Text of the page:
The global tally of intravenous drug users (IDUs) is put at 15.9 million, around three million of whom could have the human immunodeficiency virus (HIV), it says.

China has largest number of IDUs, with a mid-range estimate of 2.35 million people. The HIV infection rate among them is calculated at 12.3 percent.

The United States has the second highest total, with around 1.85 million IDUs and an estimated infection rate among them of between 15.6 percent.

The report also warned of high HIV numbers among IDUs in Ukraine and Russia, which could be 42 percent and 37 percent respectively.

The assessment is led by Bradley Mathers of the National Drug and Alcohol Research Centre at the University of New South Wales in Sydney, Australia.

It is based on official national figures and estimates published in peer-reviewed journals.

The review covers 148 countries, but admits that many blanks remain where the data are sketchy or absent and the range estimates are broad.

"Areas of particular concern are countries in Southeast Asia, Eastern Europe and Latin America, where the prevalence of HIV among some sub-populations of people who inject drugs has been reported to be over 40 percent," the paper says.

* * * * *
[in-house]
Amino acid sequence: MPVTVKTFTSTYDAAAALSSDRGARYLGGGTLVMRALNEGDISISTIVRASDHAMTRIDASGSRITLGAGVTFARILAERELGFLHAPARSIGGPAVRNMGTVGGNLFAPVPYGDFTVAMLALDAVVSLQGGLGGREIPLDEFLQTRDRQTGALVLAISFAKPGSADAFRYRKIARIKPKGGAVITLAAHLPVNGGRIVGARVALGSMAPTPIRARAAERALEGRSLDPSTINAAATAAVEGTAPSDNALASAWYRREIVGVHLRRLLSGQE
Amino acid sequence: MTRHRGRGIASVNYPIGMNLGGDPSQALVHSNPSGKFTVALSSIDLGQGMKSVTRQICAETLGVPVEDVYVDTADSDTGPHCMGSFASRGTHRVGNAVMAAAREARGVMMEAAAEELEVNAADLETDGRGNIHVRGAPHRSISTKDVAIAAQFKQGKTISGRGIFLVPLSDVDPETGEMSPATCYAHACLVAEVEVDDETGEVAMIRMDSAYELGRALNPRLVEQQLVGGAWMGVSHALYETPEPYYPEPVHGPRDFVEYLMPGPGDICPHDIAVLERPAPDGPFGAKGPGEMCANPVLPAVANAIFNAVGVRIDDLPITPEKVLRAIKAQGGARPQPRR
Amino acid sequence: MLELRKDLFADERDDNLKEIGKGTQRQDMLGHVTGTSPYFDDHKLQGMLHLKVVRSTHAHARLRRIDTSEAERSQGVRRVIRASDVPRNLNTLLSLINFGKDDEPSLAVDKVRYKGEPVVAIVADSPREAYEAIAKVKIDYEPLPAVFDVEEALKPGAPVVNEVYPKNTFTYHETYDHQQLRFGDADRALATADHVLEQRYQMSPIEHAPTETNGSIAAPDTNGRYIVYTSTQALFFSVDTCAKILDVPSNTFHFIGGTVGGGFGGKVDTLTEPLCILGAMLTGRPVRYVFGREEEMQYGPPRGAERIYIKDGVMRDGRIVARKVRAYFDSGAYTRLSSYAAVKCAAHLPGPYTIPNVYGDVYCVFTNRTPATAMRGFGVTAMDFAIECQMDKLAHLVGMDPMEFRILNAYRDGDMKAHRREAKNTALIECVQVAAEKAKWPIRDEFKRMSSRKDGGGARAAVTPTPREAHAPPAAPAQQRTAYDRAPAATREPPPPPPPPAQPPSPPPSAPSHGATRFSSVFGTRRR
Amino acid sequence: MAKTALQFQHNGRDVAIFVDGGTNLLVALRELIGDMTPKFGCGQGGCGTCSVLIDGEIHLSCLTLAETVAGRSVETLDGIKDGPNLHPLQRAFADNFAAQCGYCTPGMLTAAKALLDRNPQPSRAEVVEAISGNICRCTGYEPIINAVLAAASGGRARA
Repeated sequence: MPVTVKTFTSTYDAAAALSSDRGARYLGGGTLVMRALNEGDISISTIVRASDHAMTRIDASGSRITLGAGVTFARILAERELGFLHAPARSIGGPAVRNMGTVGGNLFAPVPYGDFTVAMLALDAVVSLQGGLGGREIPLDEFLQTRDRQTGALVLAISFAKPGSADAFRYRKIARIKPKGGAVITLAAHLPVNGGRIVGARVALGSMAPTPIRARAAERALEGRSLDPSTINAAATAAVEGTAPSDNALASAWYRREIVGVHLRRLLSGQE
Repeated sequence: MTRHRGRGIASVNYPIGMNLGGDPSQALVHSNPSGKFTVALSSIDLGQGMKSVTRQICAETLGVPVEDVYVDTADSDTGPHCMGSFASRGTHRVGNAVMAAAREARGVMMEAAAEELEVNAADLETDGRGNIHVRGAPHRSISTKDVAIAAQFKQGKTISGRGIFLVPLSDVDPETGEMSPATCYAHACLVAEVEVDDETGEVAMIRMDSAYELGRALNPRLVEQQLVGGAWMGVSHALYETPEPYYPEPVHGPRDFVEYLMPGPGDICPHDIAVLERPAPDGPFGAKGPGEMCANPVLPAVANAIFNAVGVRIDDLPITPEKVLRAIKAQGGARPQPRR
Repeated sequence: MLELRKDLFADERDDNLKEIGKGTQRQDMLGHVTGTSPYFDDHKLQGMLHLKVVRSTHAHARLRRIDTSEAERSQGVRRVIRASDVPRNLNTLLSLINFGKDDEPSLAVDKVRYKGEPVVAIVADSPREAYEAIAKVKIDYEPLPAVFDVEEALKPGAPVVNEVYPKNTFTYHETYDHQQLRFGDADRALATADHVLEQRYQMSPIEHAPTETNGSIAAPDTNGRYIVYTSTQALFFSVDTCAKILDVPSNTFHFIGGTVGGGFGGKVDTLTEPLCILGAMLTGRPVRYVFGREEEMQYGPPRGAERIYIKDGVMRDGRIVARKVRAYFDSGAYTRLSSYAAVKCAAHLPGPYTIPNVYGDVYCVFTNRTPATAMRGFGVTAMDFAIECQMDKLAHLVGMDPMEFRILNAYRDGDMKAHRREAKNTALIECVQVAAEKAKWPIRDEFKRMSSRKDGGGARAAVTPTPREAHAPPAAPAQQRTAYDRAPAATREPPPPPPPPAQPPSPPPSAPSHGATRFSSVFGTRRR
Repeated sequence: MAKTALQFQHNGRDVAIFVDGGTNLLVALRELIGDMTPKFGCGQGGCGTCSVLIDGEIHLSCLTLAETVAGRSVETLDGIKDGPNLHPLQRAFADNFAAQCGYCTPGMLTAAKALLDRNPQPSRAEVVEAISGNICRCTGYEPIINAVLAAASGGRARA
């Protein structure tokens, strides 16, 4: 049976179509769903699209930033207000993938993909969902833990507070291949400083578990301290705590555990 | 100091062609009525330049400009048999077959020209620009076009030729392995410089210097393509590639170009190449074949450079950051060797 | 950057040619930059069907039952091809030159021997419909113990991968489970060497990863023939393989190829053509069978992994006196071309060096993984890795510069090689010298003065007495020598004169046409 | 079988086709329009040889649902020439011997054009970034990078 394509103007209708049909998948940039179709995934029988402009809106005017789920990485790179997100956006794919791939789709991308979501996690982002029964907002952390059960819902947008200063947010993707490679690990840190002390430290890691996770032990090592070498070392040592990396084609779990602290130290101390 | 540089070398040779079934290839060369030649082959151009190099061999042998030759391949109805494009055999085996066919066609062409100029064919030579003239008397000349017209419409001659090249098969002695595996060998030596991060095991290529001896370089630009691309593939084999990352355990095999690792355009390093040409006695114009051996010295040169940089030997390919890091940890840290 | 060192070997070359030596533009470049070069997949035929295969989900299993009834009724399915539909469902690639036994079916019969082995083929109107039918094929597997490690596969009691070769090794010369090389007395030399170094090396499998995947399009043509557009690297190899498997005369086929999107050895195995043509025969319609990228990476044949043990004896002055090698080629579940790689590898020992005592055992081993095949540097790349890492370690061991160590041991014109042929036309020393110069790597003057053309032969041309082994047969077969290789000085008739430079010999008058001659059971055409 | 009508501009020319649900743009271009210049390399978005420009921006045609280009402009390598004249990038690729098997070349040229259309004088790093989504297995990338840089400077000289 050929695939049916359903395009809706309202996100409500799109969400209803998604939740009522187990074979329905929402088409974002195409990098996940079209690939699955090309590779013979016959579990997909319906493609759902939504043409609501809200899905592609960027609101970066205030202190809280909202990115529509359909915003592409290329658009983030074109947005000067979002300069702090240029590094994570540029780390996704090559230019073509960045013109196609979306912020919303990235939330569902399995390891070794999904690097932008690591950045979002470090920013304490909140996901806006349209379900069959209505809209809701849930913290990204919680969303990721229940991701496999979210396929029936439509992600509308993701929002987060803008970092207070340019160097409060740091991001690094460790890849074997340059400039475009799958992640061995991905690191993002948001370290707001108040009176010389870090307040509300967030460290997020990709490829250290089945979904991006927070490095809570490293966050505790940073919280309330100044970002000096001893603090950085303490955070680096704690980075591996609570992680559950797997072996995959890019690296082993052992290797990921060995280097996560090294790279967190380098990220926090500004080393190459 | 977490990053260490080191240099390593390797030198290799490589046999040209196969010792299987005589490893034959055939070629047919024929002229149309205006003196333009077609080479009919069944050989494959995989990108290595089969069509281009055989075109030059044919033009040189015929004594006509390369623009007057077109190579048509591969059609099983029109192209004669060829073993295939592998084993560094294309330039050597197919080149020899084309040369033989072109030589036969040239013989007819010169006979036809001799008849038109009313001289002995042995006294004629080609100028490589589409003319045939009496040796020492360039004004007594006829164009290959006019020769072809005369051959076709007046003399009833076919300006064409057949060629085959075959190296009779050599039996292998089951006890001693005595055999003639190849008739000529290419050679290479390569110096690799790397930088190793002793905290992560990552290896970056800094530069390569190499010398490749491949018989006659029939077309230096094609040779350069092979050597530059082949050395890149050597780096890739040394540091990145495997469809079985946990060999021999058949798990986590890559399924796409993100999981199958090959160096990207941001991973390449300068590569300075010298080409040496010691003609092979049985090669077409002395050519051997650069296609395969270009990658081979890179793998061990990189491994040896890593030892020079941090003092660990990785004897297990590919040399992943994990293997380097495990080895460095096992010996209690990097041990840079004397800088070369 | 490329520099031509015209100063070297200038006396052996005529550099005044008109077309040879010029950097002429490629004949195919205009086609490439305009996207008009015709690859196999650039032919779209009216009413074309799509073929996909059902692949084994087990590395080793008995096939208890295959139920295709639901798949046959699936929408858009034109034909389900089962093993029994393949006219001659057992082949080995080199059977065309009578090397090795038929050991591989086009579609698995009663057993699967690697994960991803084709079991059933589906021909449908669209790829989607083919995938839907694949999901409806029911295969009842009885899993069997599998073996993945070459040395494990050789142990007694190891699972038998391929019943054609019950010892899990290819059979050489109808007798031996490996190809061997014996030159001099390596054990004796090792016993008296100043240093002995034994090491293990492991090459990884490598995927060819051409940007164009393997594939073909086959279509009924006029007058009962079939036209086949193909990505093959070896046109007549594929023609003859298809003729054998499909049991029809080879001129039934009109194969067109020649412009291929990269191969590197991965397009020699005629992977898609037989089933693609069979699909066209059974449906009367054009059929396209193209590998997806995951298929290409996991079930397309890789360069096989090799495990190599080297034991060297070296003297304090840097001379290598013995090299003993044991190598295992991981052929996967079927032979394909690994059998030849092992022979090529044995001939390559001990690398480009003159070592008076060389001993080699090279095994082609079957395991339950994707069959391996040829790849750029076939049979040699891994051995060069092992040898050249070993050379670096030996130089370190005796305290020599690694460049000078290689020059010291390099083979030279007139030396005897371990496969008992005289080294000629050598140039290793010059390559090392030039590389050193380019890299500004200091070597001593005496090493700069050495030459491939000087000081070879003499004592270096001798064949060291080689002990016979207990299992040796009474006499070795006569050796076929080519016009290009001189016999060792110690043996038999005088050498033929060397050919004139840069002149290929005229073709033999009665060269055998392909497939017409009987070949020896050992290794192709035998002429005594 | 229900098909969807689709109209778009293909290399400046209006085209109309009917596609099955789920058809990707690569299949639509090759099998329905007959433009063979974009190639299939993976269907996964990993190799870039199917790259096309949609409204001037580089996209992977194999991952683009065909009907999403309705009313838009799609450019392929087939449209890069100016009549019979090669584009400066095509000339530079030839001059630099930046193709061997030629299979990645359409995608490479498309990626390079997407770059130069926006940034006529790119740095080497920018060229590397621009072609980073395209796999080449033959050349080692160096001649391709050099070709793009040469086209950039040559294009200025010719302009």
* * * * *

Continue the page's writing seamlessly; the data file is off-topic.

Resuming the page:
Injecting drug use is one of the major drivers for the global AIDS pandemic.

HIV is spread by infected IDUs who share syringes or turn to prostitution, which thus helps the virus to enter the main population.

AIDS campaigners say the problem has to be tackled by a panoply of methods, including programmes to exchange used needles for sterile ones and the use of methadone, an opiate substitute, to wean IDUs off heroin.
Hosted by Copyright © 2008 AFP. All rights reserved. More »

Monday, September 22, 2008

2008 Harm Reduction Conference - Presentations

The 19th International Harm Reduction Conference took place from 11th – 15th May 2008 in Barcelona, Spain. You can now dowload most of the presentations (including PSI's) from the following website:



Monday, September 1, 2008

Overdose Awareness Day

August 31 was Overdose Awareness Day.

Please see message below for an important new resource on this important IDU-related health issue.


Dear Colleagues,

Though overdose related death is preventable, it remains one of the leading causes of death among people who inject drugs. The Eurasian Harm Reduction Network (EHRN), to mark Overdose Awareness Day, August 31, has created a report highlighting the situation in our region and making recommendations for action. The report is available for download:

In English: (PDF, 800 KB)

In Russian: (PDF, 1.2 MB)

Also please find attached a press release, backgrounder and a list of useful resources.Please feel free to distribute widely.

Your feedback is welcome as we want to seek ways to cooperate to better address this critical issue. We ask everybody to recognize the importance of this issue and take action!

Kind regards!


Jekaterina Navicke
Information Coordinator
Eurasian Harm Reduction Network

Siauliu St. 5/1 -21, Vinius, Lithuania LT-01133
Tel.: +370 5 269 1600, +370 652 00 523
Fax: +370 5 269 1601